Claudette hits Florida; Ana approaches Puerto RIco; Bill becomes our first hurricane

By: Dr. Jeff Masters , 2:10 PM GMT on August 17, 2009

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Tropical Storm Claudette made landfall at about 1:15 am EDT near the eastern end of Santa Rosa Island, just southeast of Fort Walton Beach in Florida. Claudette's top winds were around 50 mph. A Personal Weather Station in Eastpoint, FL recorded sustained winds of 49 mph, gusting to 66 mph last night. So far, the rain from Claudette has had a tough time penetrating inland (Figure 2). Heavy rains of 3 - 4 inches have been confined to a narrow strip of coast, and Claudette is unlikely to cause any major flooding. Apalachicola received just over 4 inches of rain so far from Claudette. Radar animations out of the Florida Panhandle show that heavy rains continue along the coast in association with a main spiral band of Claudette, and these rains will gradually subside today.


Figure 1. Radar reflectivity image of Tropical Storm Claudette as it approached landfall just southeast of Fort Walton Beach shortly after midnight on 8/17/09.

The tropics featured a rare triple threat the past two days--simultaneous named storms beginning with the letters A, B, and C. The last time this occurred was in the slow-starting 1984 hurricane season, when Tropical Storms Arthur, Bertha, and Cesar were all active on September 1. This year's A, B, and C storms all got their names in just a 33 hour span. This is not a record, since in 1995, three tropical storms--Humberto, Iris, and Jerry--got their names in a 27-hour span (thanks to NOAA's Ryan Sharp for looking up this stat).


Figure 2. Total precipitation estimated by radar for Claudette, as of 3:28pm EDT 8/17/09.

Ana not dead yet
Tropical Depression Ana continues to cling to life, and is now approaching landfall in Puerto Rico. Radar animations from the San Juan, Puerto Rico radar show a surface circulation just southeast of the island, with some low-level spiral banding trying to develop to the south. Recent satellite images also show a rejuvenation of the heavy thunderstorm activity near Ana's center, as the storm regroups from being nearly torn apart yesterday. Ana has already dumped up to 4 inches of rain along the north coast of Puerto Rico, according to radar-estimates.

It is unlikely that Ana will survive past today, however, since the storm will move over both Puerto Rico and the rugged terrain of Hispaniola. The high mountains of these islands should act to disrupt the relatively small and fragile circulation of Ana. None of the computer models foresee that Ana will survive passage over Hispaniola. The Dominican Republic can expect 3 - 6 inches of rain from Ana, and Haiti can expect 1 - 3 inches.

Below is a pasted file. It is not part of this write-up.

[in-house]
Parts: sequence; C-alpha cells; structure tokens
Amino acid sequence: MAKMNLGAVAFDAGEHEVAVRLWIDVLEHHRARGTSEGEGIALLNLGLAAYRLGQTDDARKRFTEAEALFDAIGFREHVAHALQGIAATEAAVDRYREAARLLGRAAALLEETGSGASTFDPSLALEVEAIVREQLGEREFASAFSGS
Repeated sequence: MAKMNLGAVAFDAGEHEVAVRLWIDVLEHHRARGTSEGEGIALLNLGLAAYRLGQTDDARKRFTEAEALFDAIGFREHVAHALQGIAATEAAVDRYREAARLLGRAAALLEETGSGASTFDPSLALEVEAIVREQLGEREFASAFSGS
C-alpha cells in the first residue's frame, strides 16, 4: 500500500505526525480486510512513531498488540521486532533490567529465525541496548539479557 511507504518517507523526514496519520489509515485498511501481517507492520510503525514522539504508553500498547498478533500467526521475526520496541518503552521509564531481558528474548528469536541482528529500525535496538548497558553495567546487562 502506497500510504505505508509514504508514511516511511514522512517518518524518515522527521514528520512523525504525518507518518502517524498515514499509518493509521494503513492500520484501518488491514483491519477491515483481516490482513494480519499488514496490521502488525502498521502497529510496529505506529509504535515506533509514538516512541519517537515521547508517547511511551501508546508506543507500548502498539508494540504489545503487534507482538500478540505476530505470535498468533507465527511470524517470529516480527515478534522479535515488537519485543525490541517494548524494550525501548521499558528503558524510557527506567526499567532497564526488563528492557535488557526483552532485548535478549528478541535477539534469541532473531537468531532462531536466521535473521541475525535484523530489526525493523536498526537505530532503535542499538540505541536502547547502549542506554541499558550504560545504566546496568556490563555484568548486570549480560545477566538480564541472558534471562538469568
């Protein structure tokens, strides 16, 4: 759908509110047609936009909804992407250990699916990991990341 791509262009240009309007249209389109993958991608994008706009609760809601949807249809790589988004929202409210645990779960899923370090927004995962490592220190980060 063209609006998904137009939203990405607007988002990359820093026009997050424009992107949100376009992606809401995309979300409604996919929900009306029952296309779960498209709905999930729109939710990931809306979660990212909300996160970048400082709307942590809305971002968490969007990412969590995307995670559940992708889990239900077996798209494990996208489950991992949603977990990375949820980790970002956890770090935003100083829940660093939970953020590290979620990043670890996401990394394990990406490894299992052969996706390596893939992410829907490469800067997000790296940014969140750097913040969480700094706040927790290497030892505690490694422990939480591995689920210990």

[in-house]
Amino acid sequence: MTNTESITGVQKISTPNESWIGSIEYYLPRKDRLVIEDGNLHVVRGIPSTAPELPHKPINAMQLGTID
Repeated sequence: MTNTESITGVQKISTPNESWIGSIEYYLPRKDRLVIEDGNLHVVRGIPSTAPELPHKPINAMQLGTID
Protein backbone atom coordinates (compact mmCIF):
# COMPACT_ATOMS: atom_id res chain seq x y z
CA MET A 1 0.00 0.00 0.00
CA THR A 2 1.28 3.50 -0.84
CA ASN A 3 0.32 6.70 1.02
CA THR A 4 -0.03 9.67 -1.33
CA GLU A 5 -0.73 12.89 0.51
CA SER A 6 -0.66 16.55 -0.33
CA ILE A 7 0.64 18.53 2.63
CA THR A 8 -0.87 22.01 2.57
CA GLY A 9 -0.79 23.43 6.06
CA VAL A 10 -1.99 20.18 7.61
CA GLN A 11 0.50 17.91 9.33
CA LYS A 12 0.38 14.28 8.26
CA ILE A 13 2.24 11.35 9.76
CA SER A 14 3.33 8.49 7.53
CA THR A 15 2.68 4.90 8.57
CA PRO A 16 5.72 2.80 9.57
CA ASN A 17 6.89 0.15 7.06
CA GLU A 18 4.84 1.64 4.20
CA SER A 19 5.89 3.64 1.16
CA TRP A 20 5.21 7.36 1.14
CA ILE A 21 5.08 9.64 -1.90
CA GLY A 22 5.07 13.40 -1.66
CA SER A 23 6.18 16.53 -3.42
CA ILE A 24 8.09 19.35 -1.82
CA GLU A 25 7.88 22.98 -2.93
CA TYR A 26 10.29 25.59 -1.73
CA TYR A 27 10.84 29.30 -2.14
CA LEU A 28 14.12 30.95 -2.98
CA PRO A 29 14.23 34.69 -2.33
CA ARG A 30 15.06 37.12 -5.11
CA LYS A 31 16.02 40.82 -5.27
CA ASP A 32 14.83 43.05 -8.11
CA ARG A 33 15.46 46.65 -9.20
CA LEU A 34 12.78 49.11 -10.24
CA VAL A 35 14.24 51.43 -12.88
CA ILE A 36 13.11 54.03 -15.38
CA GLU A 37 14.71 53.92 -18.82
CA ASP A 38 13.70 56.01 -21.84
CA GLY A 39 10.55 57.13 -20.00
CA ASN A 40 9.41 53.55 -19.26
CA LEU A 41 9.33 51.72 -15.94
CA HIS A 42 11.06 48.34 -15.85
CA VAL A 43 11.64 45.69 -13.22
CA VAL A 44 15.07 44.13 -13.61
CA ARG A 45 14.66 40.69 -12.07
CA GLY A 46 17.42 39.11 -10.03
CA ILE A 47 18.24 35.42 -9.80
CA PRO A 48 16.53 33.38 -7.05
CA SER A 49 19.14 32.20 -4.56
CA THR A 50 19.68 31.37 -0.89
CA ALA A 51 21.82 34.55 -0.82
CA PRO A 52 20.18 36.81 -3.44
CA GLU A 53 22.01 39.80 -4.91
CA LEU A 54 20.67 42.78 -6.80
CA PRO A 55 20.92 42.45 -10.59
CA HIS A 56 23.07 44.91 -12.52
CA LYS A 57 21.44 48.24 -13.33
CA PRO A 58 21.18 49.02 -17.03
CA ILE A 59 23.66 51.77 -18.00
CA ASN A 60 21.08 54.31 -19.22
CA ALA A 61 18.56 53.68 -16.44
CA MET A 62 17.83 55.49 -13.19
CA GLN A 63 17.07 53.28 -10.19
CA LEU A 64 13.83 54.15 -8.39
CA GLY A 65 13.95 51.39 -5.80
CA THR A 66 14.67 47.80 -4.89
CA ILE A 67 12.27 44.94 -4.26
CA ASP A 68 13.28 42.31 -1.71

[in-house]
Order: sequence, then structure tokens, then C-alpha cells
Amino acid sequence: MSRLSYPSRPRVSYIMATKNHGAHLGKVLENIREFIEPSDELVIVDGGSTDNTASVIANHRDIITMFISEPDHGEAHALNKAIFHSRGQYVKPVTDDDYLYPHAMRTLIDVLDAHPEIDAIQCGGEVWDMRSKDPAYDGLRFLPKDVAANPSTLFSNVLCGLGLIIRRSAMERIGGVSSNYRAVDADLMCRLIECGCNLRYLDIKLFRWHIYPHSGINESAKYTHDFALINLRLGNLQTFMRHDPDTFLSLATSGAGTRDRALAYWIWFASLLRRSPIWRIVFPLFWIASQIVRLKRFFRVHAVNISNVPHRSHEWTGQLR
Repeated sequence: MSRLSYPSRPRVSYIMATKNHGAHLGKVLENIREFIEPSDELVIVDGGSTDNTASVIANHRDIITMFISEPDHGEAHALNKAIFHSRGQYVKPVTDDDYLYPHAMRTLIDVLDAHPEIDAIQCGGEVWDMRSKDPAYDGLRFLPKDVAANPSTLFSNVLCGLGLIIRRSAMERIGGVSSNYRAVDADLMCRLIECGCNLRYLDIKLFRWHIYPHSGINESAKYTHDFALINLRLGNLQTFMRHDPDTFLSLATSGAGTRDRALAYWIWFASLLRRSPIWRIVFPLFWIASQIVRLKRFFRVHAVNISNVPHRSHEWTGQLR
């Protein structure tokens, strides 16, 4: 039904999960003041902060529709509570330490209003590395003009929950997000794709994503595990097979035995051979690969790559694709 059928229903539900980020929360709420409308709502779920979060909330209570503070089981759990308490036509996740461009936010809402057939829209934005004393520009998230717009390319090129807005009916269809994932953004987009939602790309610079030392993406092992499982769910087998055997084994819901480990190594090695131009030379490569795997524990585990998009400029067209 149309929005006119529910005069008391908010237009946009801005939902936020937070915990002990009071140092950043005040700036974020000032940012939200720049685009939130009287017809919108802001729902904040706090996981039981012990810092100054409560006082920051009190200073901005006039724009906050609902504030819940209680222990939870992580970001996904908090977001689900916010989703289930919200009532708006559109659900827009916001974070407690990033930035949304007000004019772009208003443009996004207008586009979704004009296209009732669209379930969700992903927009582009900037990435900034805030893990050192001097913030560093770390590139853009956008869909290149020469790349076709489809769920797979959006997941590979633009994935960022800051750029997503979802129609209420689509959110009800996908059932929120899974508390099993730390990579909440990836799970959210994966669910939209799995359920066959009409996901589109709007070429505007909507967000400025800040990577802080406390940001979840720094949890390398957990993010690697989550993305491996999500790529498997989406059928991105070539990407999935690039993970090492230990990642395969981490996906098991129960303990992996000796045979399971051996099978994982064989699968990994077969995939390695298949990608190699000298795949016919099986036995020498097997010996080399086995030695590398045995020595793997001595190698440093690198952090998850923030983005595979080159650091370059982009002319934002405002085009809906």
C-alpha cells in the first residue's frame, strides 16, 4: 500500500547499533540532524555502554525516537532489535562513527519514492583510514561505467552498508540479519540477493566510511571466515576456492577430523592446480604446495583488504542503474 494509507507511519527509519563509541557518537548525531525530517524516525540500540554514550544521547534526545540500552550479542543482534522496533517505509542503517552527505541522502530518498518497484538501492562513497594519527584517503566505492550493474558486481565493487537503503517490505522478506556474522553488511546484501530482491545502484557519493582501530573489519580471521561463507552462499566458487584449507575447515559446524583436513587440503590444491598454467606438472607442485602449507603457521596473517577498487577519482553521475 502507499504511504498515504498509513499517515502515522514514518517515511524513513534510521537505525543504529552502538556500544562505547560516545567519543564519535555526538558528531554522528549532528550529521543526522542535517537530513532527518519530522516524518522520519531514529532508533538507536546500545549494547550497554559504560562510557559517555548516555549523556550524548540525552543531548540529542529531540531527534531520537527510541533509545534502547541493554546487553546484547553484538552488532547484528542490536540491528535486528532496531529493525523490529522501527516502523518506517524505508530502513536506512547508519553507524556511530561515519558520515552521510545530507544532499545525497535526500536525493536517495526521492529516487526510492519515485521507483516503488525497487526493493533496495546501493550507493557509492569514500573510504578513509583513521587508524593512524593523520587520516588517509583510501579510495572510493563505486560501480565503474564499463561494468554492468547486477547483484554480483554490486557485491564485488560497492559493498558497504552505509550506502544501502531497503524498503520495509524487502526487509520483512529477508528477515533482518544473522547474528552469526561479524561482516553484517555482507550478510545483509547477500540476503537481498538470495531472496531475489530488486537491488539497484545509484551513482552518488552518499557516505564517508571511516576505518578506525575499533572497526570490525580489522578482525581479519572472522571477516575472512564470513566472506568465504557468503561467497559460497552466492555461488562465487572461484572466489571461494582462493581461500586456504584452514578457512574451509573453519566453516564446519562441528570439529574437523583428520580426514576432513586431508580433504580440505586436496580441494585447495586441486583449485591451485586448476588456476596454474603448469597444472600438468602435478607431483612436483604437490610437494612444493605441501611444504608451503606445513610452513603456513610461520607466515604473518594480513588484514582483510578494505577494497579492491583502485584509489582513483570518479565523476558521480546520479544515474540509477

Figure 3. Total precipitation estimated by radar from Ana for Puerto Rico.

Bill becomes the first Atlantic hurricane of 2009
Hurricane Bill continues to gather strength, and is now the first hurricane of the 2009 Atlantic hurricane season. An eye has appeared on visible and infrared satellite imagery, and Bill is displaying an impressive symmetry, with plenty of low-level spiral banding.

Wind shear is low, 5 - 10 knots, and is forecast to be in the low range through Wednesday. With Sea Surface Temperatures only 27°C today, substantial intensification may not occur until Tuesday and Wednesday, when SSTs warm to 28 - 29°C and ocean heat content sharply increases. By Thursday, Bill is expected to leave the favorable upper-level wind environment it currently finds itself in, and moderate shear of 15 - 20 knots may limit further intensification.

Water vapor satellite imagery shows that there is a modest trough of low pressure in the upper atmosphere near 50°W longitude, that Bill is currently approaching. All of the computer models except the UKMET predict that this trough will be strong enough to turn Bill more to the northwest so that the hurricane misses the Lesser Antilles Islands. The UKMET predicts the trough will not affect Bill much, and that the hurricane will pass through or just north of the islands on Thursday. For now, the UKMET solution is being discounted, since the trough at 50W appears substantial enough on satellite imagery to be able to turn Bill more to the northwest.

A much larger trough of low pressure is expected to develop along the U.S. East Coast late this week, turning Bill even more to the northwest. Most of the models predict Bill will pass very close to Bermuda on Saturday as a result. The HWRF model predicts Bermuda will receive a direct hit at Category 4 strength. Until Bill interacts with the small trough at 50°W, it is too early to be confident of the potential threat to Bermuda. By Tuesday, we should have a much better idea of the threat. Likewise, I would like to see the UKMET model come around in line with the other models before dismissing the possible threat to the U.S. East Coast. It currently appears that Bill will miss the U.S. East Coast, but that a strike on the Canadian provinces of Newfoundland or Nova Scotia is possible.

I'll have an update Tuesday morning, or possibly this afternoon.

Jeff Masters

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I think it was John Hope that said, I could be wrong, if CV Hurricane remained below 15N/45W it was much less chance of them recurving before affecting land. He was Great.